Reclaiming Resistance from Israel’s Tactical Propaganda

“Respect existence, or expect resistance.”

— CrimethInc.

Knowing the pitfalls of Gandhi’s character/nonviolence, that in reality his methods could only be successful when buttressed with armed resistance and the bankrupting of Britain’s military and financial prowess, why would anybody ask “Where is Palestinian Gandhi?” Well, it’s pretty simple really: If people buy into the idea that there ought to be a Palestinian Gandhi to do what the myth of Gandhi dictates, then if no Palestinian is successfully doing it the rest of the world can continue to blame Palestinians for Israeli initiated violence instead of holding Israel accountable.

More importantly, if Palestinians deviate from the doctrine of nonviolence and endorse armed resistance, Israel can portray itself as victimized, or at least only retaliating in an “equally” matched conflict. This is tactical propaganda. If looked for, it is openly visible in the current struggle for Palestinian liberation.

Mainstream media has constantly berated fighters in Gaza for using armed resistance in the face of overwhelming occupation. A principle mechanism of this berating has been the method of blaming-both-sides equally, regardless of the lopsided causalities of Israel’s current and past military offensives. Hamas, an entity ironically helped to prominence by Mossad as a counterweight to the PLO, has been dubbed the central objector to proposed ceasefires by Israel, Egypt, and humanitarian agencies despite the fact that Israel has far more frequently been the provocateur. After Hamas does reject any ceasefire terms, the question of Palestinian Gandhi is mouthed ad nauseam.

But there can be no great peace negotiator when every ceasefire calls for the continuation of Palestinian oppression. Such proposals are not negotiations — they are the demands of a wolf clothed in the rhetoric of the sheep to elicit international sympathy. Palestinians know this, and by majority they have claimed acceptance of such a ceasefire would be a condition of living death.

In the film Rang de Basanti,a historical fiction of Bhagat Singh and his comrades’ revolutionary actions, a group of young friends retrace and relive the struggle for Indian independence. In the course of their reenactment they discover the corruption of their own government through the death of a loved one and come to understand Singh’s motivations for armed struggle. When they attempt to nonviolently challenge the corruption that led to their friend’s death, they are met with brutal repression, another of them having been beaten into a coma.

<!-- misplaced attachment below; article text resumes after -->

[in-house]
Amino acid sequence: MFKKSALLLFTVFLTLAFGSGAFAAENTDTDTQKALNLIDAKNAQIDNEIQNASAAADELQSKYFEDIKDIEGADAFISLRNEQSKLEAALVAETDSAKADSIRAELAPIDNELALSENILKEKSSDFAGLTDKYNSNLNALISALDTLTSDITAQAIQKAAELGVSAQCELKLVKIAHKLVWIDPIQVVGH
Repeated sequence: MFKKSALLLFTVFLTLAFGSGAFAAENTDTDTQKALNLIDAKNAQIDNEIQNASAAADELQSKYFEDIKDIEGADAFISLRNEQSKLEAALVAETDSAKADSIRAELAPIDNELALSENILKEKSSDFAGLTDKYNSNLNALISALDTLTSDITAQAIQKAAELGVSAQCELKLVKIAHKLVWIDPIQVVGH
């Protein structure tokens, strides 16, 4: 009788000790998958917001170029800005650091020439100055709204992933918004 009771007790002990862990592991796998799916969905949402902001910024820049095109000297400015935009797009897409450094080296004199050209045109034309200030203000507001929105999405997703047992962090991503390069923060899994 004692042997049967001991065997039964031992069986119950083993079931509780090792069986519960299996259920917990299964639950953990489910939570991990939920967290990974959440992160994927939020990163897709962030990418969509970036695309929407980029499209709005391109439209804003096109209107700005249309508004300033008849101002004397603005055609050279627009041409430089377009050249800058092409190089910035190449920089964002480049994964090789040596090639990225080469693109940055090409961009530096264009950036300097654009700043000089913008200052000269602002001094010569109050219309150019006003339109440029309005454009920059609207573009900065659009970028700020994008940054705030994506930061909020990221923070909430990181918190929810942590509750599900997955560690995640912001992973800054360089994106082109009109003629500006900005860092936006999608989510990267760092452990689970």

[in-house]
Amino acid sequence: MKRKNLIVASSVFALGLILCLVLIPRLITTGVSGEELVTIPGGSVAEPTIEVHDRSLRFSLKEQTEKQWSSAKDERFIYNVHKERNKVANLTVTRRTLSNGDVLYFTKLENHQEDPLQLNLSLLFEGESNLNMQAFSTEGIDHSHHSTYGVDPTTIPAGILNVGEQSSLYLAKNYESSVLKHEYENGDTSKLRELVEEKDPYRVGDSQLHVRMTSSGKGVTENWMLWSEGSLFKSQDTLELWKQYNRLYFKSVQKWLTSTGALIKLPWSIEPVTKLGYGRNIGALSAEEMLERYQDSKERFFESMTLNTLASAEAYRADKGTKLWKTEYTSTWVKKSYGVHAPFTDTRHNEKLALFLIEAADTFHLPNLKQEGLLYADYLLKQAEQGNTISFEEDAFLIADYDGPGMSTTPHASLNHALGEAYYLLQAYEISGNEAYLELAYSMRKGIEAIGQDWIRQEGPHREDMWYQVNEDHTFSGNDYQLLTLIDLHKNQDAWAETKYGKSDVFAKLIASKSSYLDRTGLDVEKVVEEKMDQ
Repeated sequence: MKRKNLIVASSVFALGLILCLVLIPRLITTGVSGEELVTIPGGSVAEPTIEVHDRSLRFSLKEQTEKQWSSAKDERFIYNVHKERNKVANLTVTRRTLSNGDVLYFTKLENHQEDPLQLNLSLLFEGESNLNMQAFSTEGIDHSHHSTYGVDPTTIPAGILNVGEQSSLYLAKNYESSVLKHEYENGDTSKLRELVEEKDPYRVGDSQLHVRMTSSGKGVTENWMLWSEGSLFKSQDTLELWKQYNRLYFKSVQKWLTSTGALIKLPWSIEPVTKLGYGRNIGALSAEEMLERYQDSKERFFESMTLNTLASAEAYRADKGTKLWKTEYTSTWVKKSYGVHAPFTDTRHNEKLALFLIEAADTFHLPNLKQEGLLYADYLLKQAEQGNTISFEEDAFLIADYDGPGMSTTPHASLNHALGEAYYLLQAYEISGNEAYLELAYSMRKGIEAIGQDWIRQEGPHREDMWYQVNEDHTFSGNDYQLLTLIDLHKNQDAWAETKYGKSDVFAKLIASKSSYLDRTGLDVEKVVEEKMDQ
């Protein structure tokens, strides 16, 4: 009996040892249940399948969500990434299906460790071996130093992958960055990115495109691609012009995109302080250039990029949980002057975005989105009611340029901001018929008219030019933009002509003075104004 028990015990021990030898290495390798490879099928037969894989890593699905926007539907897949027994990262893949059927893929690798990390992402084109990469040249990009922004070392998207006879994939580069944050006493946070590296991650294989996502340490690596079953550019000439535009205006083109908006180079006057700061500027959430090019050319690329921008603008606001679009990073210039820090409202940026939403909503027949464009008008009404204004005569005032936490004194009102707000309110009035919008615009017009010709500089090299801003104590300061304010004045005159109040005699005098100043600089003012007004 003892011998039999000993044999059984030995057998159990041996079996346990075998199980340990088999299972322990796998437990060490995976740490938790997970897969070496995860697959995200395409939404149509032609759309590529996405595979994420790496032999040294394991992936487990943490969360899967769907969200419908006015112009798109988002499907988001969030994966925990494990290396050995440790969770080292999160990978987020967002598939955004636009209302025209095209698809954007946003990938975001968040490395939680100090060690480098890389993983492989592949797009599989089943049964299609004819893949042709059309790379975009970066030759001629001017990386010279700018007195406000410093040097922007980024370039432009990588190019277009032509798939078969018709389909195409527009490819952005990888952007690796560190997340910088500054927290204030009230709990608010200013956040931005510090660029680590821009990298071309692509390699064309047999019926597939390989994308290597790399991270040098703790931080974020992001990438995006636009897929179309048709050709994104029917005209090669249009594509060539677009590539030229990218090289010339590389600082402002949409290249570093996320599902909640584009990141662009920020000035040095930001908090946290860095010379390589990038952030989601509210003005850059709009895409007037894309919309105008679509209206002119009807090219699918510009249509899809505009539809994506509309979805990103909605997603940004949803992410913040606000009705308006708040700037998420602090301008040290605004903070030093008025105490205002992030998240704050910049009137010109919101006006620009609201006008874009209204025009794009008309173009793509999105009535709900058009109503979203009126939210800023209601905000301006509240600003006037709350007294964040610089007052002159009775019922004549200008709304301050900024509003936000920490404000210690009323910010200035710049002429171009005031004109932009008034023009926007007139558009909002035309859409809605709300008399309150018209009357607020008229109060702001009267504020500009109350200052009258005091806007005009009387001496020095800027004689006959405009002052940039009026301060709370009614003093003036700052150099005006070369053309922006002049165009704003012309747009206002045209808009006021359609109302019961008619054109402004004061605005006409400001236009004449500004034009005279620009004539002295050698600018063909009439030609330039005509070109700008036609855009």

They assassinate the Defense Minister of the Indian government, the man responsible, in response. As the Indian government attributes the assassination to terrorists, effectively martyring a corrupt official, in their last act the group seizes a radio station to finally tell the truth about the corruption they acted against. They, like Singh, willingly die for the people they love.

Whether or not their actions were warranted they did something far too many have not: They realized that in order for nonviolence to work, those trying to kill you have to care about you.

Israel’s Zionist government does not care about Palestinians. The so-called terrorism Israel says it is fighting, in reality, is the armed resistance created by the terrorism it commits. If Israel were really concerned with the alleged “terrorism” of Hamas, its most prudent action would be to immediately cease participating in the terrorizing of Palestinians. Such is the nature of cyclical violence, but by no means is it equivalent when one party has the 6th most powerful military in the world and the backing of United States military power while the other has rocks and homemade rockets. 

But this is at the core of asking “Where is Palestinian Gandhi,” to delegitimize Gazan resistance by decoupling the material reality of occupation from the right to self-defense. Jeff Sluka captured it well in National Liberation Movements in Global Context:

“The condemnation of liberation movements for resorting to… armed struggle is almost invariably superficial, hypocritical, judgmental, and unfair and tends strongly to represent another example of the generalized phenomenon of “blaming the victim.” The violence of the situation, the per-existing oppression suffered by those who eventually strike back, is conveniently ignored. The violence of the oppressed is a form of defensive counter-violence to the violence of conquest and oppression. In no armed national liberation movement I know of in history has this not been the case.”

After decades of war on Palestinians, Israel has threaded through itself a clearly defined and widely endorsed, yet often unarticulated, acceptance of violent oppression. It is a fully rationalized phenomenon for its government, with full confidence of Israeli Zionists and their sympathizers abroad, to carry out odious acts of state-sanctioned terrorism against Palestinians. Yet when those murdered, so clearly revealed in the scope of recent events, grow weary enough to fight against occupation, their resistance is totally fetishized, their humanity dehumanized.